The Christian yearning for reconciliation can lead to damaging pressure on sex abuse victims to forgive their abusers, the churches of Britain and Ireland have been warned.
David Gamble, moderator of a group that drew up a report to churches on the issue, said, “Often we demand that abuse victims forgive – without thinking what this means when the pains and scars have not been addressed.”
Mr. Gamble was speaking at the public launch on Dec. 3 of Time for Action, published by Churches Together in Britain and Ireland, an organization of 32 churches. Although a series of cases in recent years have focused on the Roman Catholic church, the report is clear that the sexual abuse of both adults and children is an issue facing all churches.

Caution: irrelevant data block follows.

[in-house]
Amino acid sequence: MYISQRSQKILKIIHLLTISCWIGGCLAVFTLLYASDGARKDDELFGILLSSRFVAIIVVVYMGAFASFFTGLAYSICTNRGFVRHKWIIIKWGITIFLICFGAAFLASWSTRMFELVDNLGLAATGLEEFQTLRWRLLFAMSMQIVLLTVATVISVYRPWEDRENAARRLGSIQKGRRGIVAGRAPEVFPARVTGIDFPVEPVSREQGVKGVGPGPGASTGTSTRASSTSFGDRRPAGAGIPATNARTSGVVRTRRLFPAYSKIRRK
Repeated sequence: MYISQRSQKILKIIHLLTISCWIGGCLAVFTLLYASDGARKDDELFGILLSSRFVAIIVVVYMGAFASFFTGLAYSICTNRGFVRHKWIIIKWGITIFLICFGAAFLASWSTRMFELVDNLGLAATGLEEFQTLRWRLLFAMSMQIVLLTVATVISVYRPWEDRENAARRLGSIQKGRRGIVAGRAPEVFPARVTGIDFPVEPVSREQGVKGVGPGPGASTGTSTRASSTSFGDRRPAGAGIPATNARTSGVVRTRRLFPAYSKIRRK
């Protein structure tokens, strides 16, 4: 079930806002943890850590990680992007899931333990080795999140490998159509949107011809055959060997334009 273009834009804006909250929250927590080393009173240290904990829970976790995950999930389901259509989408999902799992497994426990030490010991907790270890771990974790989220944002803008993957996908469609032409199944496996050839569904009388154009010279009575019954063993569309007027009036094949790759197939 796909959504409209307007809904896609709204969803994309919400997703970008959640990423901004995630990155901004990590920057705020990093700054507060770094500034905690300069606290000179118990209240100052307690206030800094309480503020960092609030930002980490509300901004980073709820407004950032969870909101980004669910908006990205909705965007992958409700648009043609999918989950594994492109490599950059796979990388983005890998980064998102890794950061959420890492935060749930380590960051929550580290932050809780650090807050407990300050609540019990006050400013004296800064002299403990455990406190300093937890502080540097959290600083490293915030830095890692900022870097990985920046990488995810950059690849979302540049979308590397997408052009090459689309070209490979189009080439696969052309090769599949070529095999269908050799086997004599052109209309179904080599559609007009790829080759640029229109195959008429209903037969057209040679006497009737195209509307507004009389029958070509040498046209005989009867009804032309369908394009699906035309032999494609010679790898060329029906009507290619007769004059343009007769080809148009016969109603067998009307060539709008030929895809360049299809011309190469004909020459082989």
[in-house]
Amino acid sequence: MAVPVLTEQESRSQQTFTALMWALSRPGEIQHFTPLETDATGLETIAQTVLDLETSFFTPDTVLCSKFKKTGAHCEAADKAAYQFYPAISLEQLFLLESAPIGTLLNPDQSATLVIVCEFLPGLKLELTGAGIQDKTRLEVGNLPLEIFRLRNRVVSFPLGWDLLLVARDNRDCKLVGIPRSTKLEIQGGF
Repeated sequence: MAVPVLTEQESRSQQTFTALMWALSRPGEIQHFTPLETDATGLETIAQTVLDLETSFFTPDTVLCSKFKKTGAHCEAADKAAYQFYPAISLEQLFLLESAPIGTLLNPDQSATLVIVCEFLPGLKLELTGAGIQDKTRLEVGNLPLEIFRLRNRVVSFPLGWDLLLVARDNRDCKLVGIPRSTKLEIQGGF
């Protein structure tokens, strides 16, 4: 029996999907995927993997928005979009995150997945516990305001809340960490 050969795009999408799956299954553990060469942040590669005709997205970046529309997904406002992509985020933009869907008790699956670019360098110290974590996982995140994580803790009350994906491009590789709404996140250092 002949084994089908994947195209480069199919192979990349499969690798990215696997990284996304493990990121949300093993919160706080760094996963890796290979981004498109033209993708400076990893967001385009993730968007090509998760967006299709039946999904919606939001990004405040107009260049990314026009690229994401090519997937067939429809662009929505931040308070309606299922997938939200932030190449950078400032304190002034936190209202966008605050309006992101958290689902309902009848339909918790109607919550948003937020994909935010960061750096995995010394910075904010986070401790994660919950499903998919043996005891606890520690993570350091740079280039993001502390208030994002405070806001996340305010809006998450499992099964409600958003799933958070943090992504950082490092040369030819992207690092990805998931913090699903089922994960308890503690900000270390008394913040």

The report criticizes the leadership of both the Roman Catholic church and the Church of England for deflecting attention from “institutional failure” over sex abuse onto individual members of the pastorate. It urges strong action to end “the culture of silence and secrecy that surrounds many aspects of ministry and church life.”
The Archbishop of Canterbury, Rowan Williams, called the report “sometimes devastating reading, but it is timely, necessary and – if we are prepared to hear and act on some unwelcome truths – ultimately hopeful.”